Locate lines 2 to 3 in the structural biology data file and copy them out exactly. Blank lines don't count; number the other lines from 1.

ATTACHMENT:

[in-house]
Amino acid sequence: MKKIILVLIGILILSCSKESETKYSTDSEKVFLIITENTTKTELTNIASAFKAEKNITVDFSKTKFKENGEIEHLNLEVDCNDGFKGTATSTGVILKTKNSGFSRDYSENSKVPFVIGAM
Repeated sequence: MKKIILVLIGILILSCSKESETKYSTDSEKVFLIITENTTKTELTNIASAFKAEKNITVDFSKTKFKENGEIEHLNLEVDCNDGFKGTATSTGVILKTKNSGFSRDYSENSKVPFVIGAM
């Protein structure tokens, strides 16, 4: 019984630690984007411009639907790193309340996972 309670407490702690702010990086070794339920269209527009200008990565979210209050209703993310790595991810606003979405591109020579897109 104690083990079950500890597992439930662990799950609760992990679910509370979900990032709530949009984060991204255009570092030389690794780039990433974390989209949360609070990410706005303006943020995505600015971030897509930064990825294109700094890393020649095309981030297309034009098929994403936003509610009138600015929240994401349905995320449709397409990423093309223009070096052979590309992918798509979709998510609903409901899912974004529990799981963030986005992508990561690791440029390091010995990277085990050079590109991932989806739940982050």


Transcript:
Amino acid sequence: MKKIILVLIGILILSCSKESETKYSTDSEKVFLIITENTTKTELTNIASAFKAEKNITVDFSKTKFKENGEIEHLNLEVDCNDGFKGTATSTGVILKTKNSGFSRDYSENSKVPFVIGAM
Repeated sequence: MKKIILVLIGILILSCSKESETKYSTDSEKVFLIITENTTKTELTNIASAFKAEKNITVDFSKTKFKENGEIEHLNLEVDCNDGFKGTATSTGVILKTKNSGFSRDYSENSKVPFVIGAM